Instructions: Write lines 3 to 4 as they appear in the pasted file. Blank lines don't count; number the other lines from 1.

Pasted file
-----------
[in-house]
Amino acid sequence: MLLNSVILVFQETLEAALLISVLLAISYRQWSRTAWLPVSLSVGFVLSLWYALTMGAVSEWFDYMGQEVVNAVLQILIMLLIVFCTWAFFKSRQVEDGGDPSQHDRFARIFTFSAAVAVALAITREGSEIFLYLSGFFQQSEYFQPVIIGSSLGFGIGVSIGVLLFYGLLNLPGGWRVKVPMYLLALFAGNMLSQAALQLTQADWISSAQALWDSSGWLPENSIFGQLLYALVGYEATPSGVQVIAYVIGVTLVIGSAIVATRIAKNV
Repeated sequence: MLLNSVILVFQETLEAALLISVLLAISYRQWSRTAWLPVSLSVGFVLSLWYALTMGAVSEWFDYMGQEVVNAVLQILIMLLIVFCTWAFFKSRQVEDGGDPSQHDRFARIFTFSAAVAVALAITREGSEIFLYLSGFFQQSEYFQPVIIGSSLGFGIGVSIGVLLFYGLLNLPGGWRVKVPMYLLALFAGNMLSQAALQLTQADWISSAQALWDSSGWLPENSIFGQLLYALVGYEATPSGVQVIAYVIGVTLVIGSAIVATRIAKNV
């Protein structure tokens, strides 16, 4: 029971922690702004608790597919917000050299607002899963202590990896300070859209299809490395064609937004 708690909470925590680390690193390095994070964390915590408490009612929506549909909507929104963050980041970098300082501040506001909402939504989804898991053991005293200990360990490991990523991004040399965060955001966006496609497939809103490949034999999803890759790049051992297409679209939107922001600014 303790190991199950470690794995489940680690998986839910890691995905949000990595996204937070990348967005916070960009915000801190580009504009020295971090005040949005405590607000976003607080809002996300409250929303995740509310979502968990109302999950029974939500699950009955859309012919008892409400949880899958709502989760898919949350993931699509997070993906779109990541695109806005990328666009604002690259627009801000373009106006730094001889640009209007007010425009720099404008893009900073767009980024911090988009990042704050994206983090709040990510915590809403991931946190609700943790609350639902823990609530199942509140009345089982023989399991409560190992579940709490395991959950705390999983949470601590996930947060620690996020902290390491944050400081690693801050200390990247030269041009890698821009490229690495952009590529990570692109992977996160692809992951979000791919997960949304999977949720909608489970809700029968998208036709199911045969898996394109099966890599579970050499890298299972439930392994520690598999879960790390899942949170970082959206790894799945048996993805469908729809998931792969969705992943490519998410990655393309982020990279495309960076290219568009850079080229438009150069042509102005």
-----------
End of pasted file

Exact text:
Repeated sequence: MLLNSVILVFQETLEAALLISVLLAISYRQWSRTAWLPVSLSVGFVLSLWYALTMGAVSEWFDYMGQEVVNAVLQILIMLLIVFCTWAFFKSRQVEDGGDPSQHDRFARIFTFSAAVAVALAITREGSEIFLYLSGFFQQSEYFQPVIIGSSLGFGIGVSIGVLLFYGLLNLPGGWRVKVPMYLLALFAGNMLSQAALQLTQADWISSAQALWDSSGWLPENSIFGQLLYALVGYEATPSGVQVIAYVIGVTLVIGSAIVATRIAKNV
């Protein structure tokens, strides 16, 4: 029971922690702004608790597919917000050299607002899963202590990896300070859209299809490395064609937004 708690909470925590680390690193390095994070964390915590408490009612929506549909909507929104963050980041970098300082501040506001909402939504989804898991053991005293200990360990490991990523991004040399965060955001966006496609497939809103490949034999999803890759790049051992297409679209939107922001600014 303790190991199950470690794995489940680690998986839910890691995905949000990595996204937070990348967005916070960009915000801190580009504009020295971090005040949005405590607000976003607080809002996300409250929303995740509310979502968990109302999950029974939500699950009955859309012919008892409400949880899958709502989760898919949350993931699509997070993906779109990541695109806005990328666009604002690259627009801000373009106006730094001889640009209007007010425009720099404008893009900073767009980024911090988009990042704050994206983090709040990510915590809403991931946190609700943790609350639902823990609530199942509140009345089982023989399991409560190992579940709490395991959950705390999983949470601590996930947060620690996020902290390491944050400081690693801050200390990247030269041009890698821009490229690495952009590529990570692109992977996160692809992951979000791919997960949304999977949720909608489970809700029968998208036709199911045969898996394109099966890599579970050499890298299972439930392994520690598999879960790390899942949170970082959206790894799945048996993805469908729809998931792969969705992943490519998410990655393309982020990279495309960076290219568009850079080229438009150069042509102005």